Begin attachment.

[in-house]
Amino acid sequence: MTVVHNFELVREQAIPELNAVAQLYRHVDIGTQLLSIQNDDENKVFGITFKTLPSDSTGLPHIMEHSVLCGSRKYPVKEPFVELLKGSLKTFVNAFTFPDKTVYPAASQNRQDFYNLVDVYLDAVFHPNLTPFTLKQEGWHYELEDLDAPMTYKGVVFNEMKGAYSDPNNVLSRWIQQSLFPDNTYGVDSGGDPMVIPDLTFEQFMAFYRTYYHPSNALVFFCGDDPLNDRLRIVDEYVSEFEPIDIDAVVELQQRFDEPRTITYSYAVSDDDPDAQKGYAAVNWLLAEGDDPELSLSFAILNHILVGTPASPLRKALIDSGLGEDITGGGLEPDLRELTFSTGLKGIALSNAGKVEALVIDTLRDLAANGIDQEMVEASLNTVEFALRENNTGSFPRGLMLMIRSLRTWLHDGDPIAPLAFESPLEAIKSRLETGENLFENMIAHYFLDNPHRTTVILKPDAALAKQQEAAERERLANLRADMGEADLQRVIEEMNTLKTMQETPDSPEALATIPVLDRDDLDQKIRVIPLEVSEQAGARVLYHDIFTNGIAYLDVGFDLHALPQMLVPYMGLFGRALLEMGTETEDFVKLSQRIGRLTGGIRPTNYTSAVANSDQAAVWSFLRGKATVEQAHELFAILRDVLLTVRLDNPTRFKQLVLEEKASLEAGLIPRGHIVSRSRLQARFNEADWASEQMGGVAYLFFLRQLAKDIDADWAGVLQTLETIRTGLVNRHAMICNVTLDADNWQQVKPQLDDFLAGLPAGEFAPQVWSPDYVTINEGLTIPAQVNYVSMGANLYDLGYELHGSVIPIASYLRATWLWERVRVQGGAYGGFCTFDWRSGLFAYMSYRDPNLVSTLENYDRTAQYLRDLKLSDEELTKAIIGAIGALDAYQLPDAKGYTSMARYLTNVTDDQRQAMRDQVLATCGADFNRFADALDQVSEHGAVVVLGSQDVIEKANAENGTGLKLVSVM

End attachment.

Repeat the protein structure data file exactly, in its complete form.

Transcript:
[in-house]
Amino acid sequence: MTVVHNFELVREQAIPELNAVAQLYRHVDIGTQLLSIQNDDENKVFGITFKTLPSDSTGLPHIMEHSVLCGSRKYPVKEPFVELLKGSLKTFVNAFTFPDKTVYPAASQNRQDFYNLVDVYLDAVFHPNLTPFTLKQEGWHYELEDLDAPMTYKGVVFNEMKGAYSDPNNVLSRWIQQSLFPDNTYGVDSGGDPMVIPDLTFEQFMAFYRTYYHPSNALVFFCGDDPLNDRLRIVDEYVSEFEPIDIDAVVELQQRFDEPRTITYSYAVSDDDPDAQKGYAAVNWLLAEGDDPELSLSFAILNHILVGTPASPLRKALIDSGLGEDITGGGLEPDLRELTFSTGLKGIALSNAGKVEALVIDTLRDLAANGIDQEMVEASLNTVEFALRENNTGSFPRGLMLMIRSLRTWLHDGDPIAPLAFESPLEAIKSRLETGENLFENMIAHYFLDNPHRTTVILKPDAALAKQQEAAERERLANLRADMGEADLQRVIEEMNTLKTMQETPDSPEALATIPVLDRDDLDQKIRVIPLEVSEQAGARVLYHDIFTNGIAYLDVGFDLHALPQMLVPYMGLFGRALLEMGTETEDFVKLSQRIGRLTGGIRPTNYTSAVANSDQAAVWSFLRGKATVEQAHELFAILRDVLLTVRLDNPTRFKQLVLEEKASLEAGLIPRGHIVSRSRLQARFNEADWASEQMGGVAYLFFLRQLAKDIDADWAGVLQTLETIRTGLVNRHAMICNVTLDADNWQQVKPQLDDFLAGLPAGEFAPQVWSPDYVTINEGLTIPAQVNYVSMGANLYDLGYELHGSVIPIASYLRATWLWERVRVQGGAYGGFCTFDWRSGLFAYMSYRDPNLVSTLENYDRTAQYLRDLKLSDEELTKAIIGAIGALDAYQLPDAKGYTSMARYLTNVTDDQRQAMRDQVLATCGADFNRFADALDQVSEHGAVVVLGSQDVIEKANAENGTGLKLVSVM